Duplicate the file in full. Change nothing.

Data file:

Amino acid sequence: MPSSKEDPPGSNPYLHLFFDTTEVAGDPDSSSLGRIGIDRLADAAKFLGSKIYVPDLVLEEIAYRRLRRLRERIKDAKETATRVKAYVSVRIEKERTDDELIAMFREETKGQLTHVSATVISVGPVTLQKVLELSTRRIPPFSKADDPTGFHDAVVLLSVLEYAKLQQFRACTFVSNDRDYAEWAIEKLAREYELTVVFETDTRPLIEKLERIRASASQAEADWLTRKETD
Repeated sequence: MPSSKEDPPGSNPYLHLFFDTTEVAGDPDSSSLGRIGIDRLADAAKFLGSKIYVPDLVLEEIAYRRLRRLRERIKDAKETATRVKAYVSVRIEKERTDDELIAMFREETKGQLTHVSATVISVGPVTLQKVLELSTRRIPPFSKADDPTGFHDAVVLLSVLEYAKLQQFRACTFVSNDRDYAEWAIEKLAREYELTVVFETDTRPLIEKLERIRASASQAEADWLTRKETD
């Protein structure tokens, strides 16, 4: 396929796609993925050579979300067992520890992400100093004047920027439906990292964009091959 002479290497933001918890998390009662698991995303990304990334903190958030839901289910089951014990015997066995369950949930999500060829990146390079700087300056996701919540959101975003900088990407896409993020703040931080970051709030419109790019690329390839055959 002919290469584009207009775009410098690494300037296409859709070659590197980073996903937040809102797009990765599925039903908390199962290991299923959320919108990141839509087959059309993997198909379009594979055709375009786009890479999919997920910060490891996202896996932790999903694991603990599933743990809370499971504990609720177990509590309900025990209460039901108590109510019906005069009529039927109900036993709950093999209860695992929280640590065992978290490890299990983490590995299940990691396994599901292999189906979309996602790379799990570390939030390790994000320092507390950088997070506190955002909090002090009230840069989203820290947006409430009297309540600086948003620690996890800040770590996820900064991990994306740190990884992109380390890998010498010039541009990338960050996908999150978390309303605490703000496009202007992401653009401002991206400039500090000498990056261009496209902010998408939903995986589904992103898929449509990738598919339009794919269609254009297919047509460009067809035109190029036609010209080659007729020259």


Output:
Amino acid sequence: MPSSKEDPPGSNPYLHLFFDTTEVAGDPDSSSLGRIGIDRLADAAKFLGSKIYVPDLVLEEIAYRRLRRLRERIKDAKETATRVKAYVSVRIEKERTDDELIAMFREETKGQLTHVSATVISVGPVTLQKVLELSTRRIPPFSKADDPTGFHDAVVLLSVLEYAKLQQFRACTFVSNDRDYAEWAIEKLAREYELTVVFETDTRPLIEKLERIRASASQAEADWLTRKETD
Repeated sequence: MPSSKEDPPGSNPYLHLFFDTTEVAGDPDSSSLGRIGIDRLADAAKFLGSKIYVPDLVLEEIAYRRLRRLRERIKDAKETATRVKAYVSVRIEKERTDDELIAMFREETKGQLTHVSATVISVGPVTLQKVLELSTRRIPPFSKADDPTGFHDAVVLLSVLEYAKLQQFRACTFVSNDRDYAEWAIEKLAREYELTVVFETDTRPLIEKLERIRASASQAEADWLTRKETD
């Protein structure tokens, strides 16, 4: 396929796609993925050579979300067992520890992400100093004047920027439906990292964009091959 002479290497933001918890998390009662698991995303990304990334903190958030839901289910089951014990015997066995369950949930999500060829990146390079700087300056996701919540959101975003900088990407896409993020703040931080970051709030419109790019690329390839055959 002919290469584009207009775009410098690494300037296409859709070659590197980073996903937040809102797009990765599925039903908390199962290991299923959320919108990141839509087959059309993997198909379009594979055709375009786009890479999919997920910060490891996202896996932790999903694991603990599933743990809370499971504990609720177990509590309900025990209460039901108590109510019906005069009529039927109900036993709950093999209860695992929280640590065992978290490890299990983490590995299940990691396994599901292999189906979309996602790379799990570390939030390790994000320092507390950088997070506190955002909090002090009230840069989203820290947006409430009297309540600086948003620690996890800040770590996820900064991990994306740190990884992109380390890998010498010039541009990338960050996908999150978390309303605490703000496009202007992401653009401002991206400039500090000498990056261009496209902010998408939903995986589904992103898929449509990738598919339009794919269609254009297919047509460009067809035109190029036609010209080659007729020259």